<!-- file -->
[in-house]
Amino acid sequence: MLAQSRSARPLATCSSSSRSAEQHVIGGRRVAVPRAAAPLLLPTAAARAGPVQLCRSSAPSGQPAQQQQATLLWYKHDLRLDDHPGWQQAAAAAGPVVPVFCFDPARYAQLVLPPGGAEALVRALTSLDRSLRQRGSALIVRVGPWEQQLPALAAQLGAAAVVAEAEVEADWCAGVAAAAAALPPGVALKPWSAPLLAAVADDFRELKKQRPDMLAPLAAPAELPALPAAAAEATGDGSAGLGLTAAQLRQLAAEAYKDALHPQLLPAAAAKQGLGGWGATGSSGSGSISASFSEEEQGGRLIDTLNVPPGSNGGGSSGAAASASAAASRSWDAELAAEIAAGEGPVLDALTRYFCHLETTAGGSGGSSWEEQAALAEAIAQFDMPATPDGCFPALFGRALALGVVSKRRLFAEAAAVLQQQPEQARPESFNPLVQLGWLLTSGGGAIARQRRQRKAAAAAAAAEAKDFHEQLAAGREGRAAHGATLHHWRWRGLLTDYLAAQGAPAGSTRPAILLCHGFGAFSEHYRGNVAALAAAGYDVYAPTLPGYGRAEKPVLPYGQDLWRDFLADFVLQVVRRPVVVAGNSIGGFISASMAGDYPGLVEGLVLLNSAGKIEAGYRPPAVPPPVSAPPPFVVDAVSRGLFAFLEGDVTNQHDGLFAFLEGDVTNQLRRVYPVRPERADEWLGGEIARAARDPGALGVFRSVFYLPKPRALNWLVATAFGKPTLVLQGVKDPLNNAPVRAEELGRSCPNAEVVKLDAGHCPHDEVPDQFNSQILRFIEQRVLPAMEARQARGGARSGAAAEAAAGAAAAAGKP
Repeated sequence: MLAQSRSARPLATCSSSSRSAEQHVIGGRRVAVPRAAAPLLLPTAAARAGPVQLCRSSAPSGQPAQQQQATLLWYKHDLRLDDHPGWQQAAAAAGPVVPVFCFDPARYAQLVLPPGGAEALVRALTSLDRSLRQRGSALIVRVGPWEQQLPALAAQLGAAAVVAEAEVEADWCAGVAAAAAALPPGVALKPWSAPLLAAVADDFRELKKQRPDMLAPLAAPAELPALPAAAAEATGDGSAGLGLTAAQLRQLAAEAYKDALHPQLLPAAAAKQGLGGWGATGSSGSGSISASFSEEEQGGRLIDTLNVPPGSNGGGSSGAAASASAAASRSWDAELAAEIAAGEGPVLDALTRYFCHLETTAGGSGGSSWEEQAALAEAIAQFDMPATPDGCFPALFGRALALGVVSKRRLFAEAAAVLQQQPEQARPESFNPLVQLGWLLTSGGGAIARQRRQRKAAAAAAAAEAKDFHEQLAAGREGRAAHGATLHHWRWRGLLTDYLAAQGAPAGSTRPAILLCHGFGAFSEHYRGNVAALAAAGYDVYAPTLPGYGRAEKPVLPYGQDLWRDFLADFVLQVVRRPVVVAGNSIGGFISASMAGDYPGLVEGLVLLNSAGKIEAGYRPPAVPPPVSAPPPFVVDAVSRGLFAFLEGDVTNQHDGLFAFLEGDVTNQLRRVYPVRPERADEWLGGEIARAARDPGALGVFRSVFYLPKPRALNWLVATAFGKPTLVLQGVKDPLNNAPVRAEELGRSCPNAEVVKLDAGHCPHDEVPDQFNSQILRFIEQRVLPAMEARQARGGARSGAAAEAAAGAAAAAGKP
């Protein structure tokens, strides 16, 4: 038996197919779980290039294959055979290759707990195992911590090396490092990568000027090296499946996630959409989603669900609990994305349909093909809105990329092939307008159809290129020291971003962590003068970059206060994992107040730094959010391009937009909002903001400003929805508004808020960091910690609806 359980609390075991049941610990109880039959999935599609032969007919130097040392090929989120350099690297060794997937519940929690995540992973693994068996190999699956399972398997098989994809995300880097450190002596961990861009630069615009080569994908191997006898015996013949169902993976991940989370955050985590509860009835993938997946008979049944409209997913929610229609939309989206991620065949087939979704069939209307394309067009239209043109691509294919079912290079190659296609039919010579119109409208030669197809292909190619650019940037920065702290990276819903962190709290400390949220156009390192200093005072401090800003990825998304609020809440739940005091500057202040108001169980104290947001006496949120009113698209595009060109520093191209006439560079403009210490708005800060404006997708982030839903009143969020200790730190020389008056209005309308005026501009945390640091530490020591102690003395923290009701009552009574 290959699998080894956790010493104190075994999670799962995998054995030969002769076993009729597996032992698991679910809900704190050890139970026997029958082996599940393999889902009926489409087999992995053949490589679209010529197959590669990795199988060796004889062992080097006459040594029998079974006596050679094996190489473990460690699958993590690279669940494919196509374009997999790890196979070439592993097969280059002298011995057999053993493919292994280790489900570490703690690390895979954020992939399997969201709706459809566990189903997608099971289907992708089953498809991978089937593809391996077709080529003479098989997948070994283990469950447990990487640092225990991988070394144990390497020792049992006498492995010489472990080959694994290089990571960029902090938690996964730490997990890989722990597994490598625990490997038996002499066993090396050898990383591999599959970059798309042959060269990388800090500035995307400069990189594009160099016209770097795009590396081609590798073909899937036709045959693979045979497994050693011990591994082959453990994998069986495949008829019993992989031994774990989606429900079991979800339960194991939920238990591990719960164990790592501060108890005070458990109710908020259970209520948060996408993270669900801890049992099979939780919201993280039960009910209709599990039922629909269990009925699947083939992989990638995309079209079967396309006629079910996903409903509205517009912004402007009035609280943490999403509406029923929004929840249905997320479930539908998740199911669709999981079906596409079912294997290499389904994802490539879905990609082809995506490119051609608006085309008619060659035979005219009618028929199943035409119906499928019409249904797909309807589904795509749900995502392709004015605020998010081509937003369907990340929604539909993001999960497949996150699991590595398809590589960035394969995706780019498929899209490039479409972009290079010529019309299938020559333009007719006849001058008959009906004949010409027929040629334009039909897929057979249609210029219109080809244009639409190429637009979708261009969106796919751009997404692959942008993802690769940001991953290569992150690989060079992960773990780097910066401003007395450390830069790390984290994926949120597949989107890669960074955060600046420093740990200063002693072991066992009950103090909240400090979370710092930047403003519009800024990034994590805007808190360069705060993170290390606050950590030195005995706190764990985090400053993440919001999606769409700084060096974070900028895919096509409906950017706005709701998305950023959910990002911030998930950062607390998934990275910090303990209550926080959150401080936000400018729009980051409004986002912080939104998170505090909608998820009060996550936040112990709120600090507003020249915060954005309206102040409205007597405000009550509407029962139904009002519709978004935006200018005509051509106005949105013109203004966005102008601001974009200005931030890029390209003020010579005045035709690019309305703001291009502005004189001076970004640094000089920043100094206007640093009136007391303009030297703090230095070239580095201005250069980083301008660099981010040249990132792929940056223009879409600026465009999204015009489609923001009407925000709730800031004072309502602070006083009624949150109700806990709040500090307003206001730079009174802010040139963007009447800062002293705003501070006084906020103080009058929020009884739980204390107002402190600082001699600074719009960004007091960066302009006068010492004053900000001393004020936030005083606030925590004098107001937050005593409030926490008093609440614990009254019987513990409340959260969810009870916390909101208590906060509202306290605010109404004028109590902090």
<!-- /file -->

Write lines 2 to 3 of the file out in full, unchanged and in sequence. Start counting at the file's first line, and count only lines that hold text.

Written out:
Amino acid sequence: MLAQSRSARPLATCSSSSRSAEQHVIGGRRVAVPRAAAPLLLPTAAARAGPVQLCRSSAPSGQPAQQQQATLLWYKHDLRLDDHPGWQQAAAAAGPVVPVFCFDPARYAQLVLPPGGAEALVRALTSLDRSLRQRGSALIVRVGPWEQQLPALAAQLGAAAVVAEAEVEADWCAGVAAAAAALPPGVALKPWSAPLLAAVADDFRELKKQRPDMLAPLAAPAELPALPAAAAEATGDGSAGLGLTAAQLRQLAAEAYKDALHPQLLPAAAAKQGLGGWGATGSSGSGSISASFSEEEQGGRLIDTLNVPPGSNGGGSSGAAASASAAASRSWDAELAAEIAAGEGPVLDALTRYFCHLETTAGGSGGSSWEEQAALAEAIAQFDMPATPDGCFPALFGRALALGVVSKRRLFAEAAAVLQQQPEQARPESFNPLVQLGWLLTSGGGAIARQRRQRKAAAAAAAAEAKDFHEQLAAGREGRAAHGATLHHWRWRGLLTDYLAAQGAPAGSTRPAILLCHGFGAFSEHYRGNVAALAAAGYDVYAPTLPGYGRAEKPVLPYGQDLWRDFLADFVLQVVRRPVVVAGNSIGGFISASMAGDYPGLVEGLVLLNSAGKIEAGYRPPAVPPPVSAPPPFVVDAVSRGLFAFLEGDVTNQHDGLFAFLEGDVTNQLRRVYPVRPERADEWLGGEIARAARDPGALGVFRSVFYLPKPRALNWLVATAFGKPTLVLQGVKDPLNNAPVRAEELGRSCPNAEVVKLDAGHCPHDEVPDQFNSQILRFIEQRVLPAMEARQARGGARSGAAAEAAAGAAAAAGKP
Repeated sequence: MLAQSRSARPLATCSSSSRSAEQHVIGGRRVAVPRAAAPLLLPTAAARAGPVQLCRSSAPSGQPAQQQQATLLWYKHDLRLDDHPGWQQAAAAAGPVVPVFCFDPARYAQLVLPPGGAEALVRALTSLDRSLRQRGSALIVRVGPWEQQLPALAAQLGAAAVVAEAEVEADWCAGVAAAAAALPPGVALKPWSAPLLAAVADDFRELKKQRPDMLAPLAAPAELPALPAAAAEATGDGSAGLGLTAAQLRQLAAEAYKDALHPQLLPAAAAKQGLGGWGATGSSGSGSISASFSEEEQGGRLIDTLNVPPGSNGGGSSGAAASASAAASRSWDAELAAEIAAGEGPVLDALTRYFCHLETTAGGSGGSSWEEQAALAEAIAQFDMPATPDGCFPALFGRALALGVVSKRRLFAEAAAVLQQQPEQARPESFNPLVQLGWLLTSGGGAIARQRRQRKAAAAAAAAEAKDFHEQLAAGREGRAAHGATLHHWRWRGLLTDYLAAQGAPAGSTRPAILLCHGFGAFSEHYRGNVAALAAAGYDVYAPTLPGYGRAEKPVLPYGQDLWRDFLADFVLQVVRRPVVVAGNSIGGFISASMAGDYPGLVEGLVLLNSAGKIEAGYRPPAVPPPVSAPPPFVVDAVSRGLFAFLEGDVTNQHDGLFAFLEGDVTNQLRRVYPVRPERADEWLGGEIARAARDPGALGVFRSVFYLPKPRALNWLVATAFGKPTLVLQGVKDPLNNAPVRAEELGRSCPNAEVVKLDAGHCPHDEVPDQFNSQILRFIEQRVLPAMEARQARGGARSGAAAEAAAGAAAAAGKP